What’s so scary about bread anyway?

It’s been a pretty busy month and (as you may have gathered by the long stretch of time between my last post and this one) it hasn’t been spent ticking off more recipes from How to Eat. But instead of falling down a shame spiral about it, let’s get to the next recipe: Basic white loaf.

I’ve tried to make bread several times before and it has never, ever ended well.

I can successfully make bread-like items: I can a make decent pizza dough, I can make a realistic-looking Focaccia, but bread that is just bread is always a hot fresh disappointment.

The last time I tried to make bread, I attempted rolls. They emerged from the oven looking a little pale – as if they were undercooked. However, picking one up revealed that they were very cooked because they were absolutely rock solid.

Despite the fact they didn’t look or feel like rolls, they smelled delicious. You know, that warm yeasty, cosy, fresh, bready bread smell? So appetising.

Yeah, that’s what my anemic dough rocks smelled like.

Unfortunately they tasted awful. Truly… awful. Like what I imagine eating cooked Play Dough tastes like. 

So it goes without saying that at the beginning of the basic white loaf venture, my expectations were low.

For the first time since starting this little project of mine, I finally learned from my past mistakes and read the whole recipe, word for word.


After weighing out all of my ingredients (all of which I had!) I immediately set about cheating and used my stand mixer to knead the dough.

I hate kneading. I wish I liked it, I wish I could tell you that there’s something wonderful about getting flour all over your hands and kneading away until falling into meditative state. That there’s something soulful about the hard graft of kneading.
But I can’t. Because the truth is I get bored and tired very quickly – my hands ache and I end up complaining loudly at an audience of no one about how bored and tired I am of kneading and how much my hands ache.

NB. You have to knead the dough for all of ten minutes – not that long for normal, rational human adults.

The trickiest part about making bread is having the patience (which, as we’ve already established, I do not possess) to wait around for it to prove. I think the total prove time was about two hours in the end.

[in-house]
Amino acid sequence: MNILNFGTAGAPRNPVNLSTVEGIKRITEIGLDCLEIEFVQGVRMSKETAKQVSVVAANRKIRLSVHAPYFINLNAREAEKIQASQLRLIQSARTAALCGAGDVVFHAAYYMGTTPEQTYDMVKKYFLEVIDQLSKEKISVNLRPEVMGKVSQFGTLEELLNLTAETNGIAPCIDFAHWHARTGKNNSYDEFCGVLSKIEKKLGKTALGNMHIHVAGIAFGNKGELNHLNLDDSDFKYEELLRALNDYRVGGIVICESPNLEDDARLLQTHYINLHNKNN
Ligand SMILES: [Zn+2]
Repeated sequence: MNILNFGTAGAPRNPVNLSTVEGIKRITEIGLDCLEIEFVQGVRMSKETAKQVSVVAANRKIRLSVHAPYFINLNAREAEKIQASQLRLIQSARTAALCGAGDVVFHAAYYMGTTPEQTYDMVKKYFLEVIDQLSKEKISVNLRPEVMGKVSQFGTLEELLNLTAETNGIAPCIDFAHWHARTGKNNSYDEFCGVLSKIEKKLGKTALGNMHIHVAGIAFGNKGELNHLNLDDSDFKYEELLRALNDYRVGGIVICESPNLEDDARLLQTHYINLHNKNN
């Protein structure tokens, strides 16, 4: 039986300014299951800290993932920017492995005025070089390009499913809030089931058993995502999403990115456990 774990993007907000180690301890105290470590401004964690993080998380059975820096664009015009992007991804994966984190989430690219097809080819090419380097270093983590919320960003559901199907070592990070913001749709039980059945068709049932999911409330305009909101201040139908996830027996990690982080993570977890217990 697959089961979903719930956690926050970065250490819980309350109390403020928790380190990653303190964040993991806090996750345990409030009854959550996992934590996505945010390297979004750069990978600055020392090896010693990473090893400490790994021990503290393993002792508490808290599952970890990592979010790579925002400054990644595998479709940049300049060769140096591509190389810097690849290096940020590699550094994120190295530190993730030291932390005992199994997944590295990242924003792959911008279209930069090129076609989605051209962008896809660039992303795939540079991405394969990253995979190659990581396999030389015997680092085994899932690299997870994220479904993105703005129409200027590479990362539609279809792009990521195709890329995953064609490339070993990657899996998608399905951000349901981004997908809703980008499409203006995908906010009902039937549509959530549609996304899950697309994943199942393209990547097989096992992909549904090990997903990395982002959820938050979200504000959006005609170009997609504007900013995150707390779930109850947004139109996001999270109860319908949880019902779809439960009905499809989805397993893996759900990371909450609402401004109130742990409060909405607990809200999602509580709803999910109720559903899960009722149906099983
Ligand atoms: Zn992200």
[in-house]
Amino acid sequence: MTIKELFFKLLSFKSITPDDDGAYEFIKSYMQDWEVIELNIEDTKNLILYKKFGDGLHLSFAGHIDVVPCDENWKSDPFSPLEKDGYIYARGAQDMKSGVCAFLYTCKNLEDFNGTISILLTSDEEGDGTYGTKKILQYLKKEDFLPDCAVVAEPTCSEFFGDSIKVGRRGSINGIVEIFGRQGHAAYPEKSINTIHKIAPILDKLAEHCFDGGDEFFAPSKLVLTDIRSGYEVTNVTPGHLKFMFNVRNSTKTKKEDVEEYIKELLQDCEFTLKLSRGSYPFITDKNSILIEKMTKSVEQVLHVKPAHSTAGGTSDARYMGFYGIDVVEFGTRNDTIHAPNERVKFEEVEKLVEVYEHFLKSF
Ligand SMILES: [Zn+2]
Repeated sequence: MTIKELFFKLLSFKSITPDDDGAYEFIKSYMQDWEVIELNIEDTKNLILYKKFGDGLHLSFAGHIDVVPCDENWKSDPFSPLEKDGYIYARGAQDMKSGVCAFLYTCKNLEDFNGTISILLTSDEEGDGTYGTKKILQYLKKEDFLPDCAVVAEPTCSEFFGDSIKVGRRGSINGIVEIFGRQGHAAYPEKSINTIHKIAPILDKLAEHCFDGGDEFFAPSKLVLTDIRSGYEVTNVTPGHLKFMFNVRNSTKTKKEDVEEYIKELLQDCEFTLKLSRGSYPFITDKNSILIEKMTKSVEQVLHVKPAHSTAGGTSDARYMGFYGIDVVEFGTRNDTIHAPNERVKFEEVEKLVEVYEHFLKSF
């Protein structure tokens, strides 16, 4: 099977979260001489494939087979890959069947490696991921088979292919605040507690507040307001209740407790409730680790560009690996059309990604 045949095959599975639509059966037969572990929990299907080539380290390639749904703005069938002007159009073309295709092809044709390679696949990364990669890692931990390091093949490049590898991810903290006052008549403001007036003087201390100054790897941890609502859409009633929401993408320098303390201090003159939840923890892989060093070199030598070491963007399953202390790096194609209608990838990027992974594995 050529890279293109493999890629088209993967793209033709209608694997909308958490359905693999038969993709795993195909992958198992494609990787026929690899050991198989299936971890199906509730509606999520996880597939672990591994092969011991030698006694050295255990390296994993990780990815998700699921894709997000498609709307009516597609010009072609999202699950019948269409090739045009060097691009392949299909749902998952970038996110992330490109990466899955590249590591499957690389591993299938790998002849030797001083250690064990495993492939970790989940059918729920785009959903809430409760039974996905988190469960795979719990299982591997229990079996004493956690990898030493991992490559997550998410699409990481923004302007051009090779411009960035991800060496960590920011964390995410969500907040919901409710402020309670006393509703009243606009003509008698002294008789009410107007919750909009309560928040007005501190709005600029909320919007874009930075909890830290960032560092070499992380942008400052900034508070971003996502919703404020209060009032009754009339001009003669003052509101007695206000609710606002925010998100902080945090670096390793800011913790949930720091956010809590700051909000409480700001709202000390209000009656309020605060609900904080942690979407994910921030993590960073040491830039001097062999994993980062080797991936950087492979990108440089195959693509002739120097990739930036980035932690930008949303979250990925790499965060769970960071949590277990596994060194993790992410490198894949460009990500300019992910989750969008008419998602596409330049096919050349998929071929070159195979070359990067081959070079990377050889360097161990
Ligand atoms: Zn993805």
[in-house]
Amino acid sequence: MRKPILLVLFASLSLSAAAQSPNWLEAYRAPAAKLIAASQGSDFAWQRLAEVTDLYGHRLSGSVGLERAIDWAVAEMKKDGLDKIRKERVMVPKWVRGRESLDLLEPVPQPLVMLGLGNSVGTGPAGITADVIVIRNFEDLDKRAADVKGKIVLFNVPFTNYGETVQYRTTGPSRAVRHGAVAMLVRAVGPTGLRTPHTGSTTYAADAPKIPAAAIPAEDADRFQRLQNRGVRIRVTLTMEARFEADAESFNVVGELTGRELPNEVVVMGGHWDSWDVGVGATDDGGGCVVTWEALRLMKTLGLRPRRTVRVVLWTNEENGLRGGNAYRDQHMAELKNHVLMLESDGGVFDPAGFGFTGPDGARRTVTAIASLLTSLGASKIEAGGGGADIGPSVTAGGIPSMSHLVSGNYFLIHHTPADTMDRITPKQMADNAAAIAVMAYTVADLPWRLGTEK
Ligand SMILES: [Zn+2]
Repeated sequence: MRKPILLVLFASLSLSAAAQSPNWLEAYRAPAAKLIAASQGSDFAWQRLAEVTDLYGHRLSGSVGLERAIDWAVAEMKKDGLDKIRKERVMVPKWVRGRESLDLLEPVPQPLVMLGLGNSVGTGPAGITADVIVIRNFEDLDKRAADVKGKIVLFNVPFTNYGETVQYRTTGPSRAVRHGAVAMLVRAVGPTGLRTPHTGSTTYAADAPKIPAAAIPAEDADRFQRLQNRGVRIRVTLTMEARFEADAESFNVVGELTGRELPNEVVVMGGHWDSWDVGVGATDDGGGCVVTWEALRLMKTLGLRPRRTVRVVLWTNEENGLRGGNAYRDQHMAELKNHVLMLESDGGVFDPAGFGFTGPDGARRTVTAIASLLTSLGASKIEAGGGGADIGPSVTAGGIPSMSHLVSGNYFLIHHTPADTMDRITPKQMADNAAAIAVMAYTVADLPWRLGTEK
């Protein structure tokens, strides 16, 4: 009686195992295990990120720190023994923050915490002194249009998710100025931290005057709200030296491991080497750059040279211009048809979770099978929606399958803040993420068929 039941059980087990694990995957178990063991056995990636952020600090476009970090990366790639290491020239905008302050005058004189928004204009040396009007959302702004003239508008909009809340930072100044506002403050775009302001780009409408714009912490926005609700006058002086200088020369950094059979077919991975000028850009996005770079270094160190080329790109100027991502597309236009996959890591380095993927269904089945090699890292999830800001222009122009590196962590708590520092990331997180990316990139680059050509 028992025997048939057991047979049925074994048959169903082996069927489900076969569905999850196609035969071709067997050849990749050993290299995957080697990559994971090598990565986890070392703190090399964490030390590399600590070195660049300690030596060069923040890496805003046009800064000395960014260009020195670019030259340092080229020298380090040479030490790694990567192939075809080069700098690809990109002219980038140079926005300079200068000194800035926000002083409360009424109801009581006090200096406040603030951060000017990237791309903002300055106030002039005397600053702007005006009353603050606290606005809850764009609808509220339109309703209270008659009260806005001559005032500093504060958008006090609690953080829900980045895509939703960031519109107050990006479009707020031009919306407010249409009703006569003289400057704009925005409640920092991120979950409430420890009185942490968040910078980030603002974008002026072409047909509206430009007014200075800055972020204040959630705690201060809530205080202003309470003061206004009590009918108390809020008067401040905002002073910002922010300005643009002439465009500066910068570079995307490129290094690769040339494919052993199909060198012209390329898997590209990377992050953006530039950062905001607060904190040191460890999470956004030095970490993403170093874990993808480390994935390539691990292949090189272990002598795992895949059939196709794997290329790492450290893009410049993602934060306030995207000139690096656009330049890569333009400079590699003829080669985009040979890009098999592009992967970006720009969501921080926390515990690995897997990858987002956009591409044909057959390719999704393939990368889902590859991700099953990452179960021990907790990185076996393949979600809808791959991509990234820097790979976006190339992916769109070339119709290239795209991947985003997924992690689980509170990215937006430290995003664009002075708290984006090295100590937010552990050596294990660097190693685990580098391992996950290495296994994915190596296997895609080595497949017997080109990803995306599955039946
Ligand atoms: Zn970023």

Each time I returned to my bowl I peered in at my pasty ball of uncooked dough. I prodded it like I was the school bully. Stupid dough. You’re never gonna be bread.

In my mind, I had failed before I’d started (life metaphor alert). I’d already told myself it was never going to work, so all I had to do was go through the steps and make a shitty ball of pale dough just to say I’d done it. After that I would never have to attempt bread-making again. I’d just buy it from the shop like a normal person.

After the final knead, I could either freestyle it and fashion the dough into a loaf-type shape, or put it in a good old fashioned loaf tin. I did neither. I put it in one of those new-fandangled silicone things that unhelpfully flop about as you attempt to position your dough into them.

I jostled the dough into position, pushing it into corners only to have it rebelliously spring back to the centre. At this point, I wasn’t even that bothered if it didn’t resemble a loaf of bread at all. 

So my small rectangle of dough sat in the middle of the tin, a good distance from the edges, to prove once more before baking.

It got a decent rise in the final prove, but when it emerged from the oven it looked a bit, well, tiny. Like bread loaf made for The Borrowers. Much to my surprise, it had a solid golden tinge to the crust and smelled like bread – so I was happy enough.

I left it to cool before slicing it up to see how unbread-like it was inside.

As the crust fell away, I stared in awe at the light, fluffy loaf in front of me.

It looked just like real bread.

It couldn’t be possible.

I took a bite of the crust and… is that? Could it really be? It actually tasted just like real bread!

Bread that tasted like bread. I never saw it coming. I was so pleased with myself that I sliced the whole loaf and used it to make teeny tiny ham salad sandwiches to take to work the next day.

I don’t know whether it was the fluky process or just having expectations that were in the gutter, but either way my basic white loaf turned out basically brilliant. 

I was even surprised that the baking gods didn’t punish me for using my stand mixer…


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